little & often

Since I began co-tutoring an online Slow Stitch for Wellbeing course last June, I have re-discovered the joy and pleasure of hand sewing.

As a textile artist, most of my work over the past 25 or so years has been by machine. Which I love, but there is something special about slowing down and picking up a needle and thread. I did crewel embroidery kits as a young girl, then had a brief foray into cross stitch in my mid-20s. Since then, I didn’t do much sewing at all by hand.

During our 6 session course, each week, I speak about a different topic such as the History and Manifesto of the Slow Stitch Movement, wabi-sabi (the Japanese aesthetic of embracing imperfection), the Psychology of Colour and using Stitch as a Meditative Practice. My teaching partner demonstrates some stitches and we all sew together for the remainder of the session. At the end of the course, we show how to sew all of our sampler pieces of fabric into a Book of Stitches.

I find that when I teach, I don’t always have the time to actually do the coursework, but I think that after nearly a year of teaching Slow Stitch I may just have enough fabric pages to assemble a book!

In January I chose ‘pause‘ for my word for 2021.

My current manta is ‘little and often’. This counteracts my tendency to be ‘All of Nothing’ which uses up tons of energy and often sets me up for failure.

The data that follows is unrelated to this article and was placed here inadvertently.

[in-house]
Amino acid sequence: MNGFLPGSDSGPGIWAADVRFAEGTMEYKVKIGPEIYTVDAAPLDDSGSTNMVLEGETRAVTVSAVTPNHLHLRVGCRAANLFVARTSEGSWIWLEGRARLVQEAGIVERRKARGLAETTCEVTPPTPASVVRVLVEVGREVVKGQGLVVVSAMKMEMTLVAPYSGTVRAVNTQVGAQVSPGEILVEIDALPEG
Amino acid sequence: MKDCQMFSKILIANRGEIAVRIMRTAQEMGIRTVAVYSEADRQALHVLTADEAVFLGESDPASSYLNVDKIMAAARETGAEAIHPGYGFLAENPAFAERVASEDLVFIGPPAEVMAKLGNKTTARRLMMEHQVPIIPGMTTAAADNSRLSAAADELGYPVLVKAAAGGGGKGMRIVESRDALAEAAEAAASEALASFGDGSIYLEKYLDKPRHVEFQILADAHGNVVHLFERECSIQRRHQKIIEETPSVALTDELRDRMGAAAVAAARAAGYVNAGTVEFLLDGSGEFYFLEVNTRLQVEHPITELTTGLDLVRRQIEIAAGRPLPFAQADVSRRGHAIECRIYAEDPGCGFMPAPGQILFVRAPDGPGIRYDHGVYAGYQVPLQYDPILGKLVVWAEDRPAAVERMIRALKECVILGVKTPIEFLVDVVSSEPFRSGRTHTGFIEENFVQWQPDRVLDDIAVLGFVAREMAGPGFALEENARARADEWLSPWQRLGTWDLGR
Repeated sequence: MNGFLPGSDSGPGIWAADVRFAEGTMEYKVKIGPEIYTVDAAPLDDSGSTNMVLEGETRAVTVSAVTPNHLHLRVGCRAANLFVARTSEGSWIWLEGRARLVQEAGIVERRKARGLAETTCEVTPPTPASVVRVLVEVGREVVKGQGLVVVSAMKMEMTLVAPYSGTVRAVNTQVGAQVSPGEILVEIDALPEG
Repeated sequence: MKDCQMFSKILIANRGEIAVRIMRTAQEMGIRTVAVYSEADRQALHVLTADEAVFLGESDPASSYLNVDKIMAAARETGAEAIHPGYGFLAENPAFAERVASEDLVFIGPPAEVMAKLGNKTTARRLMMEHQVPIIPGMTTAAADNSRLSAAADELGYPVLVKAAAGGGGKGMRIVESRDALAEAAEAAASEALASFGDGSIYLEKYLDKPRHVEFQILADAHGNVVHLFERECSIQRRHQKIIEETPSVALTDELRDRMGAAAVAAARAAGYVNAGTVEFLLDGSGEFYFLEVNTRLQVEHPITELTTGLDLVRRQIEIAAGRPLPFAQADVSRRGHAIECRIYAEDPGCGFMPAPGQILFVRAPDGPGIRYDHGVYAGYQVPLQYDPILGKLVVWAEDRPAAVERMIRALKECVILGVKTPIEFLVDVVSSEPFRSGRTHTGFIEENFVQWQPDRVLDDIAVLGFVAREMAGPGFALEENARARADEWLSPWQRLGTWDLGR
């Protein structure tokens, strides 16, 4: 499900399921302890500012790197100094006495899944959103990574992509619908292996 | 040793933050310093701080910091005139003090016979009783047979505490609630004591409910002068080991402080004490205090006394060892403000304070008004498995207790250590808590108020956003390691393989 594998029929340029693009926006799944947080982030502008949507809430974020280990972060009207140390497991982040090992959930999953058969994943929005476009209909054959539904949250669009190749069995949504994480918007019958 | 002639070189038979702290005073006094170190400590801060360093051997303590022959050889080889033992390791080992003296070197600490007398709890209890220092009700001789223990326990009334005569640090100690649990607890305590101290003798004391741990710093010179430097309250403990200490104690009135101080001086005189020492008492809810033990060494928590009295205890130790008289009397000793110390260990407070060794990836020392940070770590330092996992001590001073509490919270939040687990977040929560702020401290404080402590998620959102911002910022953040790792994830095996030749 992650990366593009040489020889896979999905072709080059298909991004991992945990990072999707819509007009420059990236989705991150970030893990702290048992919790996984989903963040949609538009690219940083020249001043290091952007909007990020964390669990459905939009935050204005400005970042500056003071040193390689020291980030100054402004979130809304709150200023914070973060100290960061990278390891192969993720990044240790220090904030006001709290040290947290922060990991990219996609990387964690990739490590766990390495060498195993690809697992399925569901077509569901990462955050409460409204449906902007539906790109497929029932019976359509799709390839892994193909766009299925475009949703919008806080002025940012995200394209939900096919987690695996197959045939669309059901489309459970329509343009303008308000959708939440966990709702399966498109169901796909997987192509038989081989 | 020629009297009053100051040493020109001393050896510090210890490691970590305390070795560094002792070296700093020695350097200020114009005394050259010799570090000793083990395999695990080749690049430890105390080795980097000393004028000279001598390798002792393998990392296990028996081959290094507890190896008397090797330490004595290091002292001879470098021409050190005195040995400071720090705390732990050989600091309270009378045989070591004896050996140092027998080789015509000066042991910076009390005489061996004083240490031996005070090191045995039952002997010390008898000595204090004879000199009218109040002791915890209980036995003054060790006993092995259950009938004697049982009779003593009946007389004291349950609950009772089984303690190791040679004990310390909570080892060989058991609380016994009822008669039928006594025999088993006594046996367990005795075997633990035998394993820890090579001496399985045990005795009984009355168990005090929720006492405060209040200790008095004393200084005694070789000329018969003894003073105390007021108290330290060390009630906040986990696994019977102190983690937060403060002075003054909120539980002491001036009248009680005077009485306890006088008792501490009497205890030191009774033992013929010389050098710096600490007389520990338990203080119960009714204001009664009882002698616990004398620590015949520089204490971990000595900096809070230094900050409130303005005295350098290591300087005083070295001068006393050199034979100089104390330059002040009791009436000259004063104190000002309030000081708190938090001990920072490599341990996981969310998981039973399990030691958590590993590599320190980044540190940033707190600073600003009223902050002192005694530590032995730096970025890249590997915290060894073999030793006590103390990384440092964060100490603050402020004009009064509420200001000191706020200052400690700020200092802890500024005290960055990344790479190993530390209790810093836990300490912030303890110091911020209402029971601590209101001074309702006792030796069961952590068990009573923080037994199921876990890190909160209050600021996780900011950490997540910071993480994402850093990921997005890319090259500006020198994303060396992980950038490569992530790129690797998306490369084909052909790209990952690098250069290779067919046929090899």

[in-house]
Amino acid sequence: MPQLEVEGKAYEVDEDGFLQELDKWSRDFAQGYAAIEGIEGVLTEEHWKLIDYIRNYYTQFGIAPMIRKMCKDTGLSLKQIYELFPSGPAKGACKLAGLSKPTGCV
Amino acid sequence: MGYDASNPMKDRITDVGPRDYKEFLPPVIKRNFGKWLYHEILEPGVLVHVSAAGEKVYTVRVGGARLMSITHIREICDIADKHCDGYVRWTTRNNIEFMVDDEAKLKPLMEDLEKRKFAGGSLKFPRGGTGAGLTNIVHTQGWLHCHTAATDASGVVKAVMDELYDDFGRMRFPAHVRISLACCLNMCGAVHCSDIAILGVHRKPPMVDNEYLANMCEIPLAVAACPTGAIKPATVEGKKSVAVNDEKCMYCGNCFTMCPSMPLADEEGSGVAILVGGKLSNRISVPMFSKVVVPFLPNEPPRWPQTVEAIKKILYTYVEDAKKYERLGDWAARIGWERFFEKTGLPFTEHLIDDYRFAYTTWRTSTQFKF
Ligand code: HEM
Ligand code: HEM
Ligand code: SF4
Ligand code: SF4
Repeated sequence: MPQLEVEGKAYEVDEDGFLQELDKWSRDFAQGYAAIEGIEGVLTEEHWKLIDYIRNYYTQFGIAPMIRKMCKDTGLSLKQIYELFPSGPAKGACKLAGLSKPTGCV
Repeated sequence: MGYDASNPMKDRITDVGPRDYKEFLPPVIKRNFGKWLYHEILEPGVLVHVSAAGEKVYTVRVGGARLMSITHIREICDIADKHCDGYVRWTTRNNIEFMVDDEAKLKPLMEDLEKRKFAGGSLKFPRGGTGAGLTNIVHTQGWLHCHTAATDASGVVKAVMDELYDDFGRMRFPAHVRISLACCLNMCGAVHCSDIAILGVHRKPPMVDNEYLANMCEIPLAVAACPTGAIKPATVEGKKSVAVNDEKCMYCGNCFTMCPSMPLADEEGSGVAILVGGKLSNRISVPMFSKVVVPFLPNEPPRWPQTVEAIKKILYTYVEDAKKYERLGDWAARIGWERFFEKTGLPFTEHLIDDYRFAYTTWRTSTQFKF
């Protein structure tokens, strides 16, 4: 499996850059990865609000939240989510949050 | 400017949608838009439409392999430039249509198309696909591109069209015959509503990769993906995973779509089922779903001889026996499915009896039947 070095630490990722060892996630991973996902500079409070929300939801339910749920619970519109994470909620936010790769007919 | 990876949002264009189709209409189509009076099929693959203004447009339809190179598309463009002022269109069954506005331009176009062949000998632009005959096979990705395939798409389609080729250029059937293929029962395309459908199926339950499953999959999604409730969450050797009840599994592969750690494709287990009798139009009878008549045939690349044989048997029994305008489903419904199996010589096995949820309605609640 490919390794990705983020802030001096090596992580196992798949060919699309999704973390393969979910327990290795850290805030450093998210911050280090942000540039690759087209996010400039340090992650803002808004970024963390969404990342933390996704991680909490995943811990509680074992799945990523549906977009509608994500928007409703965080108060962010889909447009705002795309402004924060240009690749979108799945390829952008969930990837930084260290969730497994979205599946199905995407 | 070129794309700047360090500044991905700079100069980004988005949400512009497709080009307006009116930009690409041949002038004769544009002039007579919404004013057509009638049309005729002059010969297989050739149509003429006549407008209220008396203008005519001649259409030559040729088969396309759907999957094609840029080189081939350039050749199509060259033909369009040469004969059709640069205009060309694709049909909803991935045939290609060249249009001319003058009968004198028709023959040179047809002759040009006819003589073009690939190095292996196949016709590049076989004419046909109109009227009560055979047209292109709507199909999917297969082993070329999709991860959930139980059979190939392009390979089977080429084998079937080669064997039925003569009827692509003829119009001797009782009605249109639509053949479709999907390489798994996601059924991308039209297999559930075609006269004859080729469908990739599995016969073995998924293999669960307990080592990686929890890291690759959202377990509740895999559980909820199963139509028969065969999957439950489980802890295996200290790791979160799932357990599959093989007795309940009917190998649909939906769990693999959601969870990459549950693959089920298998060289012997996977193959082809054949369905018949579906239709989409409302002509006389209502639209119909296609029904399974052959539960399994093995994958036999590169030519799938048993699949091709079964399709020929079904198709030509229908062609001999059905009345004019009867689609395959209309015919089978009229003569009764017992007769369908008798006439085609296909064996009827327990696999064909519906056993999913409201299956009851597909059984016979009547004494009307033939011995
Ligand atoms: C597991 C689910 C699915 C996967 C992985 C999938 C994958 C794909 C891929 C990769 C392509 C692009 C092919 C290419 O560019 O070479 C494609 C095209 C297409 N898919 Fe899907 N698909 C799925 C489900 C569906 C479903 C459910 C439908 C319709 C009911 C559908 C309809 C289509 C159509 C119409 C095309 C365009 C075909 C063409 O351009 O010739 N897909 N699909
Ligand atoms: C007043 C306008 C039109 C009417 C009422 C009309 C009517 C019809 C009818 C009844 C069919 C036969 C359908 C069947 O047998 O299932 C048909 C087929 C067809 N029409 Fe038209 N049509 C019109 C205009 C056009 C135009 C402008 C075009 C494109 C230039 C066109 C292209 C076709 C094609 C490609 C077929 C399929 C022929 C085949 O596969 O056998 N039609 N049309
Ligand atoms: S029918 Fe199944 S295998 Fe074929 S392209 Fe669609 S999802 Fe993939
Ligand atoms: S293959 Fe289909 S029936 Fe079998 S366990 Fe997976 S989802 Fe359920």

My fabric ‘page’ shows Threaded Running & Whip Stitch, Fly Stitch, Straight Stitch, Satin Stitch, Feather Stitch, French Knot, Couching, Back Stitch & Bullion Stitch.

I would also like to apply this practice of ‘little and <more> often’ to writing blog posts. 🙂

Finding order in chaos

Since lockdown I have been mostly at home, except for my daily walks around the neighborhood.   Home is a safe place and we have pretty much cleaned, tidied and re-organized every room and storage space which is very satisfying!

Quite a few people have said to me ‘This is great for you!  You’re an artist.  You will have so much time to make artwork!!’  But I haven’t really had the energy or headspace to concentrate on making very much new artwork.  What has been keeping me grounded and satisfying my artist self has been organizing all of the beautiful colored art supplies in my studio.